The only way that happens is if actual economic potential (meaning in the real economy as opposed to some number provided by BEA or Federal Reserve statistical models) follows the path I suggest above. Brazil is admittedly a severe and extreme example, but the outlines of the US labor market and other indications of US "demand" follow the same general idea. That would mean that recession cycles lead to a ratchet effect, where after each the economy only gets worse.
This scenario would recommend that the "debate" about US or global recession is actually a secondary consideration. More attention might better be paid to understanding the true nature of the past ten years than whether or not one month of seasonally-adjusted IP, before revisions, can be endlessly extrapolated into Xanadu. What the revisions show without argument is that the US economy is and has been in serious trouble all along - that an economy that suddenly leaves 15 million out of it is not an economy anywhere close to "normal." Where it goes from here is absolutely up for debate, but that argument doesn't start anywhere near "full employment" or "overheating." It is left instead trying to figure only degrees of bad and worse.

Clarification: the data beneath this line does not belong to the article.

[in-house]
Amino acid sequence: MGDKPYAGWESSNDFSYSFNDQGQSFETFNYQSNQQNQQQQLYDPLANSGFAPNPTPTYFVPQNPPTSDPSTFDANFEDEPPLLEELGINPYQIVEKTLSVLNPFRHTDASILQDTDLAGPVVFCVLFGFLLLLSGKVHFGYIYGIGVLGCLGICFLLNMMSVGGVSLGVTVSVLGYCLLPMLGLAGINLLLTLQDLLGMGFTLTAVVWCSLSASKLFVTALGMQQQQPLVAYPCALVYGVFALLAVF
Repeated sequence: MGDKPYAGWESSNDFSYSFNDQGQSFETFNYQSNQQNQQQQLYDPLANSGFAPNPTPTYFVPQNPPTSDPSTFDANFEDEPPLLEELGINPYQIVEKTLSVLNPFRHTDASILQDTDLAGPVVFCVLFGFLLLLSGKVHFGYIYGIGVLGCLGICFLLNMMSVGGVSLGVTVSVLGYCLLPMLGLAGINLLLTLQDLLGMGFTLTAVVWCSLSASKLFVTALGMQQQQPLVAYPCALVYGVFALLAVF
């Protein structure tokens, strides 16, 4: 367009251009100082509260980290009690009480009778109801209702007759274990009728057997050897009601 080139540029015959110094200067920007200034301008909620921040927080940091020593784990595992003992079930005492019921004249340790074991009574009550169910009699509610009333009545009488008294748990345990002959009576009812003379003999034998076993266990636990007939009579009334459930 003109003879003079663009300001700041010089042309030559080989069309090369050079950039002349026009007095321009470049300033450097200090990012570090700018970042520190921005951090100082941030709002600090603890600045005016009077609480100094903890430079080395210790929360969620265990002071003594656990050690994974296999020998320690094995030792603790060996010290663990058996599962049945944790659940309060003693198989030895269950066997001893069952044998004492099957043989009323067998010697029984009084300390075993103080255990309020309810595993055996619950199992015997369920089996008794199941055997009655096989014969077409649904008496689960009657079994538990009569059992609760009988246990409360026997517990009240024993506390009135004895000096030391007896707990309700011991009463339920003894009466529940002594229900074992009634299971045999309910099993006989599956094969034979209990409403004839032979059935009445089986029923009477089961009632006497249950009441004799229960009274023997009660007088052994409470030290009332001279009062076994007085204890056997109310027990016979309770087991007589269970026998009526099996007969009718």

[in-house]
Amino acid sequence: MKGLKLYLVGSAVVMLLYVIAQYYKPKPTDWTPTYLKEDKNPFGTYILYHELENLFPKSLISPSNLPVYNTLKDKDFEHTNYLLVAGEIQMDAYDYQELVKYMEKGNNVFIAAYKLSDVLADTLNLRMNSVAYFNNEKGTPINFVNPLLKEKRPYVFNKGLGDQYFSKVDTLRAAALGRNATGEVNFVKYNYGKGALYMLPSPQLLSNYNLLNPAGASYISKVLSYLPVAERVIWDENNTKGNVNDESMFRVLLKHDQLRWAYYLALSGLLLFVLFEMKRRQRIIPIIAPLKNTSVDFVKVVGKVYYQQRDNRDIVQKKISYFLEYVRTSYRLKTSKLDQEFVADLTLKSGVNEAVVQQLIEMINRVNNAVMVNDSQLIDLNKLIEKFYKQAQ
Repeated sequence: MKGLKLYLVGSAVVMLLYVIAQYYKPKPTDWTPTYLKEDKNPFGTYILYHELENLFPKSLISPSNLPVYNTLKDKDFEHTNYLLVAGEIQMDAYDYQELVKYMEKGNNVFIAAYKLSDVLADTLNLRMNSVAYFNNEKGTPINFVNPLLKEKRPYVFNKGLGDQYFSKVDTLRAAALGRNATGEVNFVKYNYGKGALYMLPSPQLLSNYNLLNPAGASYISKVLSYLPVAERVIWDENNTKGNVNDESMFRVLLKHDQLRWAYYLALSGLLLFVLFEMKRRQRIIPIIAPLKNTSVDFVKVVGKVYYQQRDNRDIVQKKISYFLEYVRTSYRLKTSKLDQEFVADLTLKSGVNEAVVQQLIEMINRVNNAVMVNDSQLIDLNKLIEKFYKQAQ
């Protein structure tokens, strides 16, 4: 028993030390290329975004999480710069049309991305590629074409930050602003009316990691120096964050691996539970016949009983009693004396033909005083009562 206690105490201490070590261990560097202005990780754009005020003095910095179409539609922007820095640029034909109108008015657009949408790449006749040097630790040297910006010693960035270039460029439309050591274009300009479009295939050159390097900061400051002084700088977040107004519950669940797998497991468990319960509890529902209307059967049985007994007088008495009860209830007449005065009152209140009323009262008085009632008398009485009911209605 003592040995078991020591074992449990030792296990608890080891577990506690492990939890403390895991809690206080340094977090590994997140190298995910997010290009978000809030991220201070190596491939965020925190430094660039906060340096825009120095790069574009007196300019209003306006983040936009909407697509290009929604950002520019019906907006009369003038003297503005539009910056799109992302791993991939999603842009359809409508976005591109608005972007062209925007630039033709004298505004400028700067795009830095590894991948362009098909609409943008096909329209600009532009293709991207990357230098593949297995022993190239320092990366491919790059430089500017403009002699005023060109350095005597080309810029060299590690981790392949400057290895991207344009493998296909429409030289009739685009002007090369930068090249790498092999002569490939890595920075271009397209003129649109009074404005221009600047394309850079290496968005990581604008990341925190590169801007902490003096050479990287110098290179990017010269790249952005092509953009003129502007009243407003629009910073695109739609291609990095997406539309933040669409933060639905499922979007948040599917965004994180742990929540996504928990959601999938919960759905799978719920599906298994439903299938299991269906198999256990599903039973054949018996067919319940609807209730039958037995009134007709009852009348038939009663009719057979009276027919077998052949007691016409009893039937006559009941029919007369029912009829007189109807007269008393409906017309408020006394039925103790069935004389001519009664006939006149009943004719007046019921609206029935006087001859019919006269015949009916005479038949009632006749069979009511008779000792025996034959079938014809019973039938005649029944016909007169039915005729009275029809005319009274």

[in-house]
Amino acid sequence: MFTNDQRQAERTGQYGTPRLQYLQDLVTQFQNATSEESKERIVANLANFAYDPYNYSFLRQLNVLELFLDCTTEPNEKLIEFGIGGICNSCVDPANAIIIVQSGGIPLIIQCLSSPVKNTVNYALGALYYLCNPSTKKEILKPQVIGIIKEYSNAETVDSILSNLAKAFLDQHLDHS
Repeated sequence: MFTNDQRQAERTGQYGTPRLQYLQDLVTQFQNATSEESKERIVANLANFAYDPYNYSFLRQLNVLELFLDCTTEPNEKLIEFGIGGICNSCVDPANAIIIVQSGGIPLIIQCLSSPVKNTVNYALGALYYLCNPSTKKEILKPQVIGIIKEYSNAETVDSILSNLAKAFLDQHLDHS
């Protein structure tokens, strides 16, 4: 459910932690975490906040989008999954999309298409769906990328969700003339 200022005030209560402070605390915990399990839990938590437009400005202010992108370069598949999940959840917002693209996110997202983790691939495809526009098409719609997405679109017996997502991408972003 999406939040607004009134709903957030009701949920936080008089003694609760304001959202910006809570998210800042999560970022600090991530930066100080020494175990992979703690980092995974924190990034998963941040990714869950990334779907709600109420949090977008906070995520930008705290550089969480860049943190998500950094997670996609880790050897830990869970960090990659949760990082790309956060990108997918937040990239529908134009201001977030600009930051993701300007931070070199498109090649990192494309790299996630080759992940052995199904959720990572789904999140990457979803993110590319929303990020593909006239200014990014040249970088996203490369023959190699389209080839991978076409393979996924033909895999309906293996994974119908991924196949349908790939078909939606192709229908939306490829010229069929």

To be clear, I am not proposing that the worst case is the base case. Rather, I am only suggesting that current circumstances and more so how the economy got this way do not rule it out. It should be seriously considered rather than still more universal mainstream ignominy of "unexpected" or "transitory."